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“Sorry, no matinée today”.

I’m on a “mummy date” with my five-year old. We’re supposed to see a show about paleontology. Not happening. We’re at the planetarium on campus and the building is empty. It’s creepy. We stand in the lobby for a minute; discussing why it’s called a matinée and why it’s canceled. I’m trying to think what else we can do to make the 45 minute car ride worthwhile. The Children’s museum closes in less than an hour. It’s bitter cold. We had a snack in the car, so an early dinner is out. I’m not familiar enough with the city to quickly come up with ideas and my limited search via cell phone isn’t helpful.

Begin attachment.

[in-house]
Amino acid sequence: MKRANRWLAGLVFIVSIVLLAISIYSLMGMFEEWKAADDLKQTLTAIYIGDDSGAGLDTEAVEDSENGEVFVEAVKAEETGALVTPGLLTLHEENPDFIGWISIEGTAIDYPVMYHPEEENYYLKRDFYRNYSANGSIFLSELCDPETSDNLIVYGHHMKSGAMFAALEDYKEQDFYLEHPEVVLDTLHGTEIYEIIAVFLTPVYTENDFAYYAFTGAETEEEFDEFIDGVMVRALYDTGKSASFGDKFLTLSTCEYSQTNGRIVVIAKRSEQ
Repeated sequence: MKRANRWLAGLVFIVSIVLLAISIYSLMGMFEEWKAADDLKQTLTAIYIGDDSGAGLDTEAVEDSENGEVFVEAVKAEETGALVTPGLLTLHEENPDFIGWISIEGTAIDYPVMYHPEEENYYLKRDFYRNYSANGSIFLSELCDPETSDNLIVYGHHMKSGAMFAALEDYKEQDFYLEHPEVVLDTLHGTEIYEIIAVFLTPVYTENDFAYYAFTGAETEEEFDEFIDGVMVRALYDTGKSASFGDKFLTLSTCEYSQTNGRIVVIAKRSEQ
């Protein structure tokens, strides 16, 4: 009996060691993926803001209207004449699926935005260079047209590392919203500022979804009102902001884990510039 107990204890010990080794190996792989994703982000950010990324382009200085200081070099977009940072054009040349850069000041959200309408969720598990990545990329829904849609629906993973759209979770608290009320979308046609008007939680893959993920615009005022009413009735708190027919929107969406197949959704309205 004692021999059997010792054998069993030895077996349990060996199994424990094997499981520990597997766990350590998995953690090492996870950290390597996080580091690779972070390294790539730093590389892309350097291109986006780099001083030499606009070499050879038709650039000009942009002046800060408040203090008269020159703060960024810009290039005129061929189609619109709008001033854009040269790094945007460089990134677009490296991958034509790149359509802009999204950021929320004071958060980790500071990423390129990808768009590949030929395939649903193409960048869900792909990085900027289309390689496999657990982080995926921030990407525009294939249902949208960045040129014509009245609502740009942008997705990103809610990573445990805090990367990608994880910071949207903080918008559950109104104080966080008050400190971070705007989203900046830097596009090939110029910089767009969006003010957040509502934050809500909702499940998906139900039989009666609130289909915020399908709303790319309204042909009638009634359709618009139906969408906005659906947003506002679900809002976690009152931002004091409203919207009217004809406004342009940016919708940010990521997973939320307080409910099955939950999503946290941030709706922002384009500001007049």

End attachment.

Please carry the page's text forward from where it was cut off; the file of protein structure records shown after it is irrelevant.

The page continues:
Sweet child needs to pee, so we travel a few deserted hallways to find the restroom. He’s giving me a what for because it’s the women’s room. I tell him the sign on the stairway door across from this restroom says that the men’s room is in the basement. Not an option. He gives me squinty eyes and heads for the stall. A few seconds later, I hear him mumbling at first, then louder, “oh you can’t be serious!” It sounds exactly like when my mother says it. I’m smiling, despite that he’s obviously in some kind of mild distress. “Hey, pal, everything okay?”

Suffice to say, he’s pissed, literally, and I’m doing my best not to laugh about it. He’s giving me a commentary fit for the stage about how it happens that a five-year old, *practically grown!* can end up with pee on his pant leg.